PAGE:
Knowledge Share #13: Managing Volunteers: Benjamin Franklin had it right! - 03/13/2017


February 2017

Knowledge Share #12: Advocacy and Self-Sufficiency: Finding the Balance - 02/14/2017


January 2017

Knowledge Share #11: Effective PR and Spot On Communications - 01/18/2017


November 2016

Knowledge Share #10: I Walk the Line: Creating Deep Connections While Maintaining Professional Boundaries - 11/15/2016


September 2016

Knowledge Share #9: "Fundraising for Non-Profits: An Insider's Perspective" - 09/22/2016


August 2016

Knowledge Share #8: Breaking Out of Poverty - 08/18/2016


July 2016

Knowledge Share #7: Creating a Home - 07/11/2016


June 2016

Knowledge Share #6: The Power of Mindset - 06/14/2016


May 2016

Knowledge Share #5: College or Bust! - 05/17/2016


April 2016

Knowledge Share #4:Understanding Addiction - 04/07/2016


March 2016

Knowledge Share #3:Mentoring Empowers Teen Moms - 03/21/2016


February 2016

Knowledge Share #2: Healthy Relationships - 02/11/2016


January 2016

Knowledge Share #1: Brain Development - 01/12/2016


December 2015

Teen Mom Barrier #8: Communicating the Barriers - 12/16/2015


October 2015

Teen Mom Barrier #7: Homelessness - 10/09/2015


July 2015

TEEN MOM BARRIER #6: GENERATIONAL POVERTY - 07/16/2015


June 2015

Teen Mom Barrier Number #5: Domestic Violence - 06/03/2015


May 2015

Teen Mom Barrier # 4 The Challenges of College - 05/12/2015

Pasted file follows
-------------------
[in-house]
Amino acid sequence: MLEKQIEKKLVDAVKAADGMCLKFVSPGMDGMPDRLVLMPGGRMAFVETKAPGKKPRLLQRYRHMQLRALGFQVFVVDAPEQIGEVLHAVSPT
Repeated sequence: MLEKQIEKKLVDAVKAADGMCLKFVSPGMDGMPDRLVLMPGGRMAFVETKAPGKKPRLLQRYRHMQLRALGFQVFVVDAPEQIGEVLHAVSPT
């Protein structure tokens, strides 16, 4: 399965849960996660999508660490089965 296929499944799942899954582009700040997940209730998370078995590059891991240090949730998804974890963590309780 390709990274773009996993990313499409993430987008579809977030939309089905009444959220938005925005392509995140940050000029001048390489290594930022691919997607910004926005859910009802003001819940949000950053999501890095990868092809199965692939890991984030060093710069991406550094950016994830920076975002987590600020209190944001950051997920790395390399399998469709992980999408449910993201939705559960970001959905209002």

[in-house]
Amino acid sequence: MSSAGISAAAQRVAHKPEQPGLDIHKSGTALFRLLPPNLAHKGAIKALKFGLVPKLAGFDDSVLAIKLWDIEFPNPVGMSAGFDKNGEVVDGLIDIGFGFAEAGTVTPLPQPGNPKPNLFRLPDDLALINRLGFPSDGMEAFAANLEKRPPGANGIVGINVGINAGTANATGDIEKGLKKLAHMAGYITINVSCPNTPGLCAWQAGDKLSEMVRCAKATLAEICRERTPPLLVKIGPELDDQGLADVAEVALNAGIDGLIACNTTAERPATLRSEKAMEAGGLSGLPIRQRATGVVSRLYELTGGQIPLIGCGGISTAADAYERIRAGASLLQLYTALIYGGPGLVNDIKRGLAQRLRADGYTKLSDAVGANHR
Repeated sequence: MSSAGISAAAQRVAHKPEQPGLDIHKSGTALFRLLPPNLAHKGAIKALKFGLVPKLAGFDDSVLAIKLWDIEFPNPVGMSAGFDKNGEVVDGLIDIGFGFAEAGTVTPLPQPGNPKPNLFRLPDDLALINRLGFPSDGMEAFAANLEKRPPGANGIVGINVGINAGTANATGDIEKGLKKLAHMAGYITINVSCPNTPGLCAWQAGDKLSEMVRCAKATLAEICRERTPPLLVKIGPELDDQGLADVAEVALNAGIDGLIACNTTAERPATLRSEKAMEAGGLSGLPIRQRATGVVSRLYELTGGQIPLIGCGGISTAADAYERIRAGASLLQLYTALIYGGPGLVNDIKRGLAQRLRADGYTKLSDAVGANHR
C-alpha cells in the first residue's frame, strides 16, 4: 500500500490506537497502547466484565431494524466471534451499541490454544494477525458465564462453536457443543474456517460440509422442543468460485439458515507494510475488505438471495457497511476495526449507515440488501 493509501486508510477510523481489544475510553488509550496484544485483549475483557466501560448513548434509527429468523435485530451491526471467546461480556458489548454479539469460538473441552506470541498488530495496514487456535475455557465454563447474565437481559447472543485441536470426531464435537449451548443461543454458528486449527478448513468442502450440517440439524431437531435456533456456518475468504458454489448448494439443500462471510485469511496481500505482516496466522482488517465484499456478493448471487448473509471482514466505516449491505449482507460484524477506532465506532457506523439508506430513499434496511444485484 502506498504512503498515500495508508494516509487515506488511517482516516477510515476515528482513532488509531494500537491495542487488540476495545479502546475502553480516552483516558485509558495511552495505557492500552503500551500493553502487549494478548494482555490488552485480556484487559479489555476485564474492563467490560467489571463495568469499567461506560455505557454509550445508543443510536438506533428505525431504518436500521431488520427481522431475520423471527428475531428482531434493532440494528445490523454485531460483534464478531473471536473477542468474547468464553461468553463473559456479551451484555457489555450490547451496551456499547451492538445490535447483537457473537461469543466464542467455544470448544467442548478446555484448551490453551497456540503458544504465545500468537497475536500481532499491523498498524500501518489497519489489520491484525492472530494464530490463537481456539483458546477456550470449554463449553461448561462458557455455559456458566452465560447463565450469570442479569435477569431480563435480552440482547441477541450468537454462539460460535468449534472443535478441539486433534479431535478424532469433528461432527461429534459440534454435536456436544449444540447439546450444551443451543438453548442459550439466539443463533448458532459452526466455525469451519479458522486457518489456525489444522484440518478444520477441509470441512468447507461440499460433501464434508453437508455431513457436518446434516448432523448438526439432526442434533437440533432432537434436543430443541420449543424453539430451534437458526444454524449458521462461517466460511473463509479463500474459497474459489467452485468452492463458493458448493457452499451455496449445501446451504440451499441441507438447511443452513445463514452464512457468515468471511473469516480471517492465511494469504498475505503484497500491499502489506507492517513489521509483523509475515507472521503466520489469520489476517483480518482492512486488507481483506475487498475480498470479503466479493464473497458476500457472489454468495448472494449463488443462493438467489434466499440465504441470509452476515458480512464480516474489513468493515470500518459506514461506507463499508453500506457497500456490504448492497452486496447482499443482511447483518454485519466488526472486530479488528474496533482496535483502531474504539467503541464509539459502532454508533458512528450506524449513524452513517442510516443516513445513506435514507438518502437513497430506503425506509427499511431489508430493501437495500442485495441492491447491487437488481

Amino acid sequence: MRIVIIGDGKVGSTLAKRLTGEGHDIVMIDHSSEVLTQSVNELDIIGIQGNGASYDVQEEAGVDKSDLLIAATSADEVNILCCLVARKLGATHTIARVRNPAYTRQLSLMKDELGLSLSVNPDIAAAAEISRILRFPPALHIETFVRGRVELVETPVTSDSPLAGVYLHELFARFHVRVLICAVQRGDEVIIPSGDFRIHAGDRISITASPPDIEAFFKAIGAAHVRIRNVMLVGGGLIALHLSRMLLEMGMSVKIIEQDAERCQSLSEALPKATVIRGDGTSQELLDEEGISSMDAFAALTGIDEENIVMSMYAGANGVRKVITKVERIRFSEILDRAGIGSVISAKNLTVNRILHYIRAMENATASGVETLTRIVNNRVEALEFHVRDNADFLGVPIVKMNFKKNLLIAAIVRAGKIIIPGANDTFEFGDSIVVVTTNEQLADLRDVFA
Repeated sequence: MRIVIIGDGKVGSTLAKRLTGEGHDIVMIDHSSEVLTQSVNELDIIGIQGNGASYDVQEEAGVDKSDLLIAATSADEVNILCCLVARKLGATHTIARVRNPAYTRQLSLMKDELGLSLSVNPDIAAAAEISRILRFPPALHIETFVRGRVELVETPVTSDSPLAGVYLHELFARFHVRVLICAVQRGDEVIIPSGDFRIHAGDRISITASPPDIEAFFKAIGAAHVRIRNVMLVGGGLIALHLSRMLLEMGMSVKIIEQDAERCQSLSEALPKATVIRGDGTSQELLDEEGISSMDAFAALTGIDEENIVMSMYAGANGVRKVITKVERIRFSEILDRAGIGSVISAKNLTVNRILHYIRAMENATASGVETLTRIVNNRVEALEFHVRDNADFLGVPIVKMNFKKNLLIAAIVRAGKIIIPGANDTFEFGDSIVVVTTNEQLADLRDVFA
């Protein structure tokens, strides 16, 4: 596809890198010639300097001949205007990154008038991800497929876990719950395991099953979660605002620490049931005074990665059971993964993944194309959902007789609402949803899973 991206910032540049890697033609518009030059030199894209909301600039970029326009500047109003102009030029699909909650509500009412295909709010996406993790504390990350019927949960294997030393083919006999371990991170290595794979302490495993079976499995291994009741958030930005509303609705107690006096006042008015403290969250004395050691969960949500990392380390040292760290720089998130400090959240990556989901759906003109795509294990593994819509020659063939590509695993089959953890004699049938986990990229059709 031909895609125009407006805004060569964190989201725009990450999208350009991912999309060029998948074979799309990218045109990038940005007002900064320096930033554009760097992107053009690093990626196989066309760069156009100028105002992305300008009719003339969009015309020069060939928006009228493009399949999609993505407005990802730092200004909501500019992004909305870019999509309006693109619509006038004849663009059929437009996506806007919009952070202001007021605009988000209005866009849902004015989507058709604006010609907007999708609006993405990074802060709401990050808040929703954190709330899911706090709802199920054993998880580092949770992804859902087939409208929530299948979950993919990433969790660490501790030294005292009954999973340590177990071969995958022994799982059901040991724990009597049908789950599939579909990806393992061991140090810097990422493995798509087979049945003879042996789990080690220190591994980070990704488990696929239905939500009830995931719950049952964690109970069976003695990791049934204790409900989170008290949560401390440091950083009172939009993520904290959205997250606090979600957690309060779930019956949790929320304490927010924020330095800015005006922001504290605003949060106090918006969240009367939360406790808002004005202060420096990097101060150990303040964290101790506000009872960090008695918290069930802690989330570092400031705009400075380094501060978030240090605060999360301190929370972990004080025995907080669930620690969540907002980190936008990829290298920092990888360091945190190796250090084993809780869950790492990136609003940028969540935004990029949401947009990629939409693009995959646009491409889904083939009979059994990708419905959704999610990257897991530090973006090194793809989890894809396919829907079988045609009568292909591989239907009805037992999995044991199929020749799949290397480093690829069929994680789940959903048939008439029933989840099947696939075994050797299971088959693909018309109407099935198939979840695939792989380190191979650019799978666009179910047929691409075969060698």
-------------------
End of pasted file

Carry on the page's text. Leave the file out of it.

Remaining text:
April 2015

Teen Mom Barrier #3: The Unexpected Bill: Car Repair, Doctor's Visit, Broken Pipe - 04/03/2015


February 2015

Teen Mom Barrier #2: Childcare - 02/18/2015


January 2015

Teen Mom Barrier #1: Society's Negative Expectations - 01/26/2015


December 2014

Teen Mom Misconception #7: Teen Moms Are Completely Self-Absorbed - 12/29/2014


October 2014

Teen Mom Misconception #6: Teen moms drop out of school because they want to - 10/31/2014


September 2014

Teen Mom Misconceptions #5: Success is Impossible - 09/22/2014


July 2014

Misconception #4: Shaming Teen Moms is an Effective Approach - 07/22/2014


June 2014

Misconception #3: Mentoring Teen Moms is Complicated - 06/05/2014


May 2014

Because they want someone to love them? - 05/21/2014


April 2014

Teen Moms - A Persecuted Population? - 04/22/2014


March 2014

Connecting across the Continents: Teen Moms and the People Who Love Them - 03/18/2014


February 2014

Can you break out of poverty with a vocabulary of just 900 words? - 02/17/2014


January 2014

Community - 01/20/2014


December 2013

8 Pennies - 12/18/2013


November 2013

"The most courageous young women I know." - 11/14/2013


September 2013

Our Graduates: In their hands, they hold the future! - 09/30/2013


August 2013

The Cliff Effect and Other Perils on the Journey to Self-Sufficiency - 08/30/2013


July 2013

Breaking the Cycle: Do Poor Teens Have to Become Poor Adults? - 07/30/2013


June 2013

Measuring the Intangible - 06/15/2013


May 2013

Grown-Up Mom - 05/01/2013


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Recent Comments